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The Full Yield Blog

Shredded Kale and Brussels Sprouts Salad with feta cheese

January 31, 2011 | Tags: Deborah Madison , Food , Vegetables | Post comment

Shredded Kale and Brussels Sprouts Salad with feta cheese

I’m not a raw foodist, but I do love raw vegetable salads, especially this one, which is based on Tuscan kale, also known as dragon tongue and lacinato. It’s the dark green vegetable that has a bubbly surface rather than a ruffled, scratchy looking one. Look for leaves that are on the small size and tender in appearance rather than those that are overly mature and bound to be tough. The garlic and salt in the dressing will soften the leaves and yet, unlike lettuce, the salad stays fresh and bouncy for hours.  
I use an inexpensive hand-held mandoline — a blade inserted into a plastic tray, essentially— to shave Brussels sprouts for this salad.  The yellow green shreds scattered over the kale make for a pretty contrast – plus they taste good, too.

This makes a filling dinner salad on its own, or you can serve it heaped next to a sautéed chicken breast or over a piece of seared tofu.

1 8-ounce bunch of kale produces 4 cups leaves, enough for 4 generous servings.


1 bunch small Tuscan kale leaves, about 8 ounces
3 Brussels sprouts, base and outer leaves removed
1 plump garlic clove
¼ teaspoon salt
grated zest of 1 lemon
2 teaspoons fresh lemon juice
2 tablespoons robust tasting olive oil
1 to 2 ounces crumbled feta cheese


1.  Slice the kale leaves off the ropy stems and discard the stems. Bundle the leaves, roll them up, and thinly slice them crosswise into ribbons. You’ll need to make 4 or so bundles.  Put them in a salad bowl.  Thinly slice or shave the Brussels sprouts and scatter over the kale.

2.  Mash the garlic with the salt in a mortar with a pestle until it is broken down into a puree, about 30 seconds or so. Add the lemon zest, juice, and whisk in the olive oil. Toss the greens with the dressing until evenly coated, then add the feta cheese and toss once more.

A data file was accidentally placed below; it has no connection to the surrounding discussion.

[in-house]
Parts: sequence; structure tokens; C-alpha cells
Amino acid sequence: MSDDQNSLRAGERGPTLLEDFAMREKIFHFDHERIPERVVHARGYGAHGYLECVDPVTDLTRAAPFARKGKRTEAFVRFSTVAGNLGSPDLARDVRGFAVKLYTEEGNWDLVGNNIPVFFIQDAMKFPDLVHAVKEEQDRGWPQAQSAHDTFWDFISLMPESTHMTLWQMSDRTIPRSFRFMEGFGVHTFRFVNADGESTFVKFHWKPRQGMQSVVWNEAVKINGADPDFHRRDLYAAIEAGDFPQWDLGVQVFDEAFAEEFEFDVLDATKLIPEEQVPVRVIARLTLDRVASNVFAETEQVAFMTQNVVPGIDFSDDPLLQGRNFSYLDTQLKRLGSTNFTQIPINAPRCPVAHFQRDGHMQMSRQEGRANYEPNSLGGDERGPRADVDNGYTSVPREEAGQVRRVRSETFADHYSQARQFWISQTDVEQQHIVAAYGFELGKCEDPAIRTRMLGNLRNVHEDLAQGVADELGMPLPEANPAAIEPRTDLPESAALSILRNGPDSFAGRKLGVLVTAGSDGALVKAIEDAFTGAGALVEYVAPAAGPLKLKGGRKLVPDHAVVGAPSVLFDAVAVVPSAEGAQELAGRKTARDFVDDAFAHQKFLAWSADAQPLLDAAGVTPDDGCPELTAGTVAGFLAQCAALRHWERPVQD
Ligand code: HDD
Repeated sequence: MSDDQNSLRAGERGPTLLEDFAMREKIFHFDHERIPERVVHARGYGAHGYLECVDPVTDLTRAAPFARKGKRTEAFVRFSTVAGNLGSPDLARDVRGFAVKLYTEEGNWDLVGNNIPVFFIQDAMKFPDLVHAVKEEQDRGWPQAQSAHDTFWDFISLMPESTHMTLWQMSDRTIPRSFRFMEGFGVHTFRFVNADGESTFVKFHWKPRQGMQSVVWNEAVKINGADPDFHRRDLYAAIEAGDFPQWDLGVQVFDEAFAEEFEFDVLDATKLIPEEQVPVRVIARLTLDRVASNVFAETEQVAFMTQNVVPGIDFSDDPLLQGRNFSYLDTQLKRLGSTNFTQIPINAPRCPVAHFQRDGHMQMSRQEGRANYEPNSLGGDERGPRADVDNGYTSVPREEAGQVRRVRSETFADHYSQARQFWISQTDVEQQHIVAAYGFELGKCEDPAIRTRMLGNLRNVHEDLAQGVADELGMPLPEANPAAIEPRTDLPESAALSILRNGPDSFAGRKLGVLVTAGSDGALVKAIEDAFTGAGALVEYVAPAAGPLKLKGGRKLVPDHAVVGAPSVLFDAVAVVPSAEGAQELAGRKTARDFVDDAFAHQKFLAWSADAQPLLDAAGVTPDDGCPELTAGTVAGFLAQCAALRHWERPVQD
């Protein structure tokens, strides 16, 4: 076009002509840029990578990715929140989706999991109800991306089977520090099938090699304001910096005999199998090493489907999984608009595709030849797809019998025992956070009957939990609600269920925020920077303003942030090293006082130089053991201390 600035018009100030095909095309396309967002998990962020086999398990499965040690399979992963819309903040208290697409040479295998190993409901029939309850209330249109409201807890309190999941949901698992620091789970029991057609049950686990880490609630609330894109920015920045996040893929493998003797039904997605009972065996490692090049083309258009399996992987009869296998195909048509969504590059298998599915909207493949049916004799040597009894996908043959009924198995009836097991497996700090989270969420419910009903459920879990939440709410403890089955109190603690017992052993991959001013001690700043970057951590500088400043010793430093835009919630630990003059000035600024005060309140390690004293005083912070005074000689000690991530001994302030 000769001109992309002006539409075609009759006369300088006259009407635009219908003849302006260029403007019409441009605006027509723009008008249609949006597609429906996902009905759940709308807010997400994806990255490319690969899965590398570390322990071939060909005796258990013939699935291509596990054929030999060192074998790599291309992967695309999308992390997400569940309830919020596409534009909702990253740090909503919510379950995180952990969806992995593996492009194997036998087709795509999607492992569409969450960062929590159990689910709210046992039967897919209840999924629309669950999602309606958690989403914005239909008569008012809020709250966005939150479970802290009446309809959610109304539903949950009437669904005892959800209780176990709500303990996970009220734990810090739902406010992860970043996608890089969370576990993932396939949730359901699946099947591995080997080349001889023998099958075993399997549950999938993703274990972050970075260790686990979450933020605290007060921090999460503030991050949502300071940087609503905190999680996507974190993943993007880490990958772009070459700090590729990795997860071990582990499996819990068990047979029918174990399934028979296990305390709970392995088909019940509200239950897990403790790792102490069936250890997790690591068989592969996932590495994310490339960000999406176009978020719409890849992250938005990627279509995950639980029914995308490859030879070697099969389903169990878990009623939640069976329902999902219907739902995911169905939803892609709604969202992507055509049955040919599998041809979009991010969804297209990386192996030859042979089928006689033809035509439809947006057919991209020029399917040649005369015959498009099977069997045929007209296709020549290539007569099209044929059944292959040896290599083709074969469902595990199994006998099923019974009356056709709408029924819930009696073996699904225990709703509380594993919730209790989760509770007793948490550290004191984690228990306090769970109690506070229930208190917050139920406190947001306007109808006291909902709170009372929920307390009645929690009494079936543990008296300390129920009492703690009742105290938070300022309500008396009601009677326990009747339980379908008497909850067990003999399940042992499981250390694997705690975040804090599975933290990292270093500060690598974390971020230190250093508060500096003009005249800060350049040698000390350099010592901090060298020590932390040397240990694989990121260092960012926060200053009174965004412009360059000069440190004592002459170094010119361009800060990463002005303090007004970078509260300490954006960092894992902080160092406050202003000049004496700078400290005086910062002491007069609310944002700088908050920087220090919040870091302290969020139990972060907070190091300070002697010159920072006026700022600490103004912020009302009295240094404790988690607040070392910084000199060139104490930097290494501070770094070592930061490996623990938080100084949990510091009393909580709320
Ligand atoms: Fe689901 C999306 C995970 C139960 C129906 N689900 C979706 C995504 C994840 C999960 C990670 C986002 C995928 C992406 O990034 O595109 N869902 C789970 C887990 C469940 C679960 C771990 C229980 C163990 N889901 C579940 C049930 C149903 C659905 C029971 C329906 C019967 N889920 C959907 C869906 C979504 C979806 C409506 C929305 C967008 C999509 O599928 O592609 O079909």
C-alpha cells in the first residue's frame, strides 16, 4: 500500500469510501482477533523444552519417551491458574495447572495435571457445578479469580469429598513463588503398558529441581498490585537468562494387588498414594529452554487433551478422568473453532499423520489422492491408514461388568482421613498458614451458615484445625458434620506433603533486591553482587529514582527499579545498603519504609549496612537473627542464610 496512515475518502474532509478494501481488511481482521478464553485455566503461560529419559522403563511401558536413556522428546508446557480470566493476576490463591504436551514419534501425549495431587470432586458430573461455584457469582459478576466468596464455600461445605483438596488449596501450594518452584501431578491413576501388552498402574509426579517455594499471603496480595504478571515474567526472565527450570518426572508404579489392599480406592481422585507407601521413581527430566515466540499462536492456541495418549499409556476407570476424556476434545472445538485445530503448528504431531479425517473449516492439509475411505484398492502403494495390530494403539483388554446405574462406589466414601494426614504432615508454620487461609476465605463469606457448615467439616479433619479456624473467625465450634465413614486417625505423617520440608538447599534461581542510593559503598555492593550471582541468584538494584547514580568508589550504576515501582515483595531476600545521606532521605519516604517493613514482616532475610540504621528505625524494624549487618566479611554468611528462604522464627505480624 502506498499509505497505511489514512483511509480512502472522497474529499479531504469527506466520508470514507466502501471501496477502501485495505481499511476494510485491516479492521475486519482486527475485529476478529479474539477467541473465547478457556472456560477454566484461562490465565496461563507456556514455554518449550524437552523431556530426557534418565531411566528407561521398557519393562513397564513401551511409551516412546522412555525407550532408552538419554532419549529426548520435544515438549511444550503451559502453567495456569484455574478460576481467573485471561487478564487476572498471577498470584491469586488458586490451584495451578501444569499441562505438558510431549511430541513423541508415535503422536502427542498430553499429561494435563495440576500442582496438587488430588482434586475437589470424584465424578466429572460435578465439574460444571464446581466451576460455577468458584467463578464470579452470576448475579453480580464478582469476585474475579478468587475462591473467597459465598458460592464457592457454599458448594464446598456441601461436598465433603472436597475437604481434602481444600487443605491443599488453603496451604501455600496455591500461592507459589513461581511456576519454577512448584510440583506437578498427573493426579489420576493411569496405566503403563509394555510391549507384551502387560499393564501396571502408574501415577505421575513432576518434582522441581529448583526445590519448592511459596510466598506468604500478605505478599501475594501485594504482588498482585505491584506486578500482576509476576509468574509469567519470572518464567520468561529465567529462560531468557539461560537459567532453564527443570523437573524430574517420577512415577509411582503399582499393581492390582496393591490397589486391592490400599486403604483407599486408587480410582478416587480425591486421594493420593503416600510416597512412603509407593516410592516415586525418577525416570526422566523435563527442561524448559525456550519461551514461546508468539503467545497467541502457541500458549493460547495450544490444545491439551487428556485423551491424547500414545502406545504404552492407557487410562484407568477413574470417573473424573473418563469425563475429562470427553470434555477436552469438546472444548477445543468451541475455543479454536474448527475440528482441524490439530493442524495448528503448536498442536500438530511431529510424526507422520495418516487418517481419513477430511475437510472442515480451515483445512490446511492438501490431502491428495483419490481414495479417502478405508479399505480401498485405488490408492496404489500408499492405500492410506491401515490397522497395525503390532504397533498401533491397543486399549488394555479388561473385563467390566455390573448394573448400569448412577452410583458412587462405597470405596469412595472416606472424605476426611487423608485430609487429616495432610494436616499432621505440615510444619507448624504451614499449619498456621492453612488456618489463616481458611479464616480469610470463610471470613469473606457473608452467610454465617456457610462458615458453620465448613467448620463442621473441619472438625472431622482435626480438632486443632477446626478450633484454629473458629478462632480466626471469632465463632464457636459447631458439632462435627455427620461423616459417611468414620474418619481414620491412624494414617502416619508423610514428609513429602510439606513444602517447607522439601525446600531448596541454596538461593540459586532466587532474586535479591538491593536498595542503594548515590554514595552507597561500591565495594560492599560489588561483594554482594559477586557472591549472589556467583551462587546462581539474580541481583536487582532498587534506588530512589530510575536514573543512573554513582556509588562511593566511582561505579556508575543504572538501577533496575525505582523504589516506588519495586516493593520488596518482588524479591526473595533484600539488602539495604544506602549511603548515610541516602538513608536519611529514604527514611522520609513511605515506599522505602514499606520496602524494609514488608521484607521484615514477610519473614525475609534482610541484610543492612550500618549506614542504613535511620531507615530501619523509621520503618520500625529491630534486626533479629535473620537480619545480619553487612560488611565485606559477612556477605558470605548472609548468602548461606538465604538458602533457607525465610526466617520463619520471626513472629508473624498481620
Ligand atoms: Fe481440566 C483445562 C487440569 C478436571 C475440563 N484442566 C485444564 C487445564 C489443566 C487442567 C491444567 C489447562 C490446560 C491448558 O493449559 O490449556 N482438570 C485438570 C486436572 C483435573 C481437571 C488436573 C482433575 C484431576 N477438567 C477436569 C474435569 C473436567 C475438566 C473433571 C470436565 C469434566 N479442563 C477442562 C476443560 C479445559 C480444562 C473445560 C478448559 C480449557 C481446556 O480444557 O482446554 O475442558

Serves 4 to 6

Using a Mortar and Pestle
Mortars and pestles are ancient tools that don’t require batteries or electricity to work, but use your trusty arm instead to break down garlic, herbs, spices etc. They come in all different sizes and materials, but the one I suggest as most useful (and affordable) is a small marble mortar and pestle that holds about a cup of material  and costs less than $20 at cookware stores.

One of the things you’ll use this for again and again is smashing garlic to a puree with a pinch of salt to use in vinaigrettes, sauces and dressings. It takes less than a minute to accomplish this, and clean up, for a mortar and pestle is far easier than for a garlic press!  You can also use a mortar and pestle for crushing freshly toasted spices, making herb butters and herb mixtures and vinaigrettes, breaking down nuts to add to yogurt sauces and wherever you want to crush something that’s fairly soft into a smooth substance. As you work you will enjoy the aromas that arise from whatever is breaking down beneath the strength of your hands.

I have many mortar and pestles – some large, some small; some made of olive wood, others of marble. But it’s my small, inexpensive marble set that I use most often. I really encourage you to add this tool to your kitchen

Hand Held Mandolines

A mandoline is a slicing device in which you pass a vegetable over a very sharp blade to produce super thin slices or shreds.  Those made for restaurants are costly stainless steel affairs, but there are other versions more suitable for the home cook.  One is a plastic box over which sits a cover with a blade embedded into it. In some models the blades can be adjusted; in others they’re fixed. You pass the vegetable over the blade and the pieces fall into a box.  Or, you can use a hand held device that costs about $20, in which the  blade is inserted in a sheet of plastic but without the box. Regardless of what kind you use, be aware that the blade is extremely sharp, which is why it works so well. Some mandolines come with safety devices that clamp onto the vegetable. Forschner makes cut-resistant gloves. Or you can promise yourself to be extremely careful when using one. While you  may not use a mandoline everyday, they do make beautiful fine slices and shreds of all kinds of vegetables.
Mandolines can be found in most cookware stores and also in Japanese markets.